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Kalakaua Boat House ... a new museum on the tip of Honolulu's Pier 7.

Until 1947, most visitors to Hawaii arrived by ocean liner-and they came down the gangplank at Honolulu Harbor. The harborfront is now an area of aging warehouses (though still used, by three interisland cruise ships and a ferry), but it's slated for redevelopment.

In a bold first step, the Hawaii Maritime Center recently opened a new museum building-the Kalakaua Boat House-on the tip of Pier 7, near downtown.

Exhibits in the impressive new frame structure tie together the center's other nearby components: landmark Aloha Tower, the museum's original location, where a few exhibits remain; the fourmasted Falls of Clyde; and the Hokulea, re-creation of an ancient double-hulled Polynesian canoe.

Kalakaua Boat House is 70 feet tall at the to of its crow's-nest, with a 50-foot atrium, a view window that frames Aloha Tower, and a second-floor lanai wrapping its harbor end. The building was inspired by the old Myrtle Boat Club built in 1883 at the foot of Punchbowl Street and is close to the site of King Kalakaua's original boathouse.

One exhibit describes the swimming races and rowing regattas Kalakaua sponsored, and features the striking Kalakaua Cup, a 15-inch-tall binnacle-shaped silver trophy made for the Hawaiian Rowing and Yachting Association in 1889. The first person to win the cup was (who else?) the king, and he made it his champagne bowl for after-race parties.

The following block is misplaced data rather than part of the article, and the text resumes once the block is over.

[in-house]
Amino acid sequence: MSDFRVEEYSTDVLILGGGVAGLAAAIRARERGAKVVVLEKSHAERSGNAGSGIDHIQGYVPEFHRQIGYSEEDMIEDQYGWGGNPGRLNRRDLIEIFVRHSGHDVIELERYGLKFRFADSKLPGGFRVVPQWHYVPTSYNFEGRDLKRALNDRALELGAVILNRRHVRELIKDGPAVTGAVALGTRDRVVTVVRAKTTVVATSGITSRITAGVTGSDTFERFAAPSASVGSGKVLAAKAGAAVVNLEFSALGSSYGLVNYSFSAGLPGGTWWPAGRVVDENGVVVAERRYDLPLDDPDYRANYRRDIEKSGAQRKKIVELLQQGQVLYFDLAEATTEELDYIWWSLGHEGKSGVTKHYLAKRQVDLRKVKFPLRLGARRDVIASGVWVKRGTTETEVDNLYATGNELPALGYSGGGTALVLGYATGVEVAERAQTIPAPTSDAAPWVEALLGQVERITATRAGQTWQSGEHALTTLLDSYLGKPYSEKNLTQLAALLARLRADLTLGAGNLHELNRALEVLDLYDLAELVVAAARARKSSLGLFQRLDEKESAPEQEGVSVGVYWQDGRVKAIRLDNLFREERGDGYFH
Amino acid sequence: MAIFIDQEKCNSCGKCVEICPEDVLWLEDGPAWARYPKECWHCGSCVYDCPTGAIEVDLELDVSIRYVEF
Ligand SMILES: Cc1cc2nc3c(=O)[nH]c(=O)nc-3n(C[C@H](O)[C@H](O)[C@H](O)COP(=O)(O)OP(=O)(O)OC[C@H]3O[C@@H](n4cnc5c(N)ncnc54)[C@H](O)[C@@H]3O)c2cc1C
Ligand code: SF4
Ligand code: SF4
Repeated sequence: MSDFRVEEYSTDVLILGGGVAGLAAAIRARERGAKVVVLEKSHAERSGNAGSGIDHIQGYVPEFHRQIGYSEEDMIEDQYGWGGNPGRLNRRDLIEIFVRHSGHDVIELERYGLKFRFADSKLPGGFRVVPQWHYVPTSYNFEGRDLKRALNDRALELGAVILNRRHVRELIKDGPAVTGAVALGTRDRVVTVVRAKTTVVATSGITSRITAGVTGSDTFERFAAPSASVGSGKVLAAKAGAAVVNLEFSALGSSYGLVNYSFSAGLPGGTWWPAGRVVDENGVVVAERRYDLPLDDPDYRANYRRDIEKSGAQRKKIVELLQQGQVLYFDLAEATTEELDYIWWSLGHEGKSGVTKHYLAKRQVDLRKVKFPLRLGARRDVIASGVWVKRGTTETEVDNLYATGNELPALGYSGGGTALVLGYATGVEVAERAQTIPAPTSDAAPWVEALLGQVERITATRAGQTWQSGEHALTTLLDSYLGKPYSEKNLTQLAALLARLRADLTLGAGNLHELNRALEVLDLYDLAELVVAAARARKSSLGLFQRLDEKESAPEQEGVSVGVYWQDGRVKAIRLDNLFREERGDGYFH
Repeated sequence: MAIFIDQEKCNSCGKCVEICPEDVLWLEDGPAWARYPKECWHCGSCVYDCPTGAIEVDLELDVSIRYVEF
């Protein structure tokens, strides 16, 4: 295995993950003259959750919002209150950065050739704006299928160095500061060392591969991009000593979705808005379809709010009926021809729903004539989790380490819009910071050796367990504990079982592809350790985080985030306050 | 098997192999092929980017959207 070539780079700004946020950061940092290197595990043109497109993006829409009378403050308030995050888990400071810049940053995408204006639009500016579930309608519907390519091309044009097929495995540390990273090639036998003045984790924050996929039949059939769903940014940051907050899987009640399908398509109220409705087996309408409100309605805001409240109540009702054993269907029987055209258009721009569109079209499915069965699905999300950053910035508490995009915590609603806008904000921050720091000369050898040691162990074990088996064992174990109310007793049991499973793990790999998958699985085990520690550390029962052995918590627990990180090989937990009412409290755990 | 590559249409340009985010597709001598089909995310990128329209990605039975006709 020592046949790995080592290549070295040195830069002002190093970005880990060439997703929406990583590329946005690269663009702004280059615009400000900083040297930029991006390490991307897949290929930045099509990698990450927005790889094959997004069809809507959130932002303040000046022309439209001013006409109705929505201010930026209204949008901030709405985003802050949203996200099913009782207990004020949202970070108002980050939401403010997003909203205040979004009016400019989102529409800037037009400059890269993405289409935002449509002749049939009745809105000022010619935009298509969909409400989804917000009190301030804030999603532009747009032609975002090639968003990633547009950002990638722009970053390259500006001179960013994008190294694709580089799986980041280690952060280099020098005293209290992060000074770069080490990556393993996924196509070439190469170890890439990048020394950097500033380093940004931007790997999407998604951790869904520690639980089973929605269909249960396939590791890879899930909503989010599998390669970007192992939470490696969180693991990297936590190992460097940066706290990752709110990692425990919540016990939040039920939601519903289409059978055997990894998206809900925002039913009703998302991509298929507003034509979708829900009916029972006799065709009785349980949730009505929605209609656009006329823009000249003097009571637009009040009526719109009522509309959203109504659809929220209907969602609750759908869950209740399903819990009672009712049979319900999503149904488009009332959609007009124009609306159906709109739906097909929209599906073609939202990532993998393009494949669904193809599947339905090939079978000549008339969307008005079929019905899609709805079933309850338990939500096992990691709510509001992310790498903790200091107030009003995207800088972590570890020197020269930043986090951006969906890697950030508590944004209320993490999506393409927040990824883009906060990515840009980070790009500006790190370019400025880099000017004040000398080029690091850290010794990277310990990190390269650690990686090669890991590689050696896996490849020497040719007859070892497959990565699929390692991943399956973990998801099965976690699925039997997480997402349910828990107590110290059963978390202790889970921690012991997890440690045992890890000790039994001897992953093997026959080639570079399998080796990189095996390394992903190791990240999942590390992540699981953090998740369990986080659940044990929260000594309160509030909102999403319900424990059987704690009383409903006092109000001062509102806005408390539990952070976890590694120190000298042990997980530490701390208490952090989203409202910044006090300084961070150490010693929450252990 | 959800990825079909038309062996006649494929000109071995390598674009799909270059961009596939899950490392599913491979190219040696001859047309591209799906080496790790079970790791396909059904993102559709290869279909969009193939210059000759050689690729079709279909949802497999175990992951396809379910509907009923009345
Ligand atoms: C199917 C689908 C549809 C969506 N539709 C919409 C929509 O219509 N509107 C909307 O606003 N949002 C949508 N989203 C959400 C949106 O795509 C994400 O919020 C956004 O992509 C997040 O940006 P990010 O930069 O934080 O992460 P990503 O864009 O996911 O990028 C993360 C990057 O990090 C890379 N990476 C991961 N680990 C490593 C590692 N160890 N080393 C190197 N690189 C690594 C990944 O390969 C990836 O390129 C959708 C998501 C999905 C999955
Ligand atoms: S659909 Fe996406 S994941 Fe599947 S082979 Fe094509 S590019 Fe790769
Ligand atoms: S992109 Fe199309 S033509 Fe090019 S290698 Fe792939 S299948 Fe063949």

Other first-floor exhibits explain Hawaiian and Polynesian uses of the sea; two displays-one on canoe-building, one on fishing-are in large koa canoe hulls. Second-floor exhibits trace Western influences on maritime Hawaii. You'll find a diorama on the sandalwood trade; displays on how whalers lived and hunted are brought to life with an outstanding collection of scrimshaw; and exhibits on sea transportation are highlighted by a walkin salon and stateroom like those of the first Matson passenger liners of the 1930s, Admission to the museum, which includes a tour of the 1878 Falls of Clyde, is $6 for adults, $3 for ages 6 to 17. Admission to Aloha Tower (harbor views ftom the 10th floor; displays on the 9th) and walks around Hokulea are free. All exhibits are open daily from 9:30 to 4. A harborside restaurant serves lunch and dinner.

From Waikiki, take bus 19 or 20 to Ala Moana and Alakea Street, and walk a block to the water. Or ride the Waikiki Trolley, which runs every 35 minutes from 8:35 to 3:35; an all-day pass is $7.
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Copyright 1989 Gale, Cengage Learning. All rights reserved.

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Publication:Sunset
Date:Jan 1, 1989
Words:407
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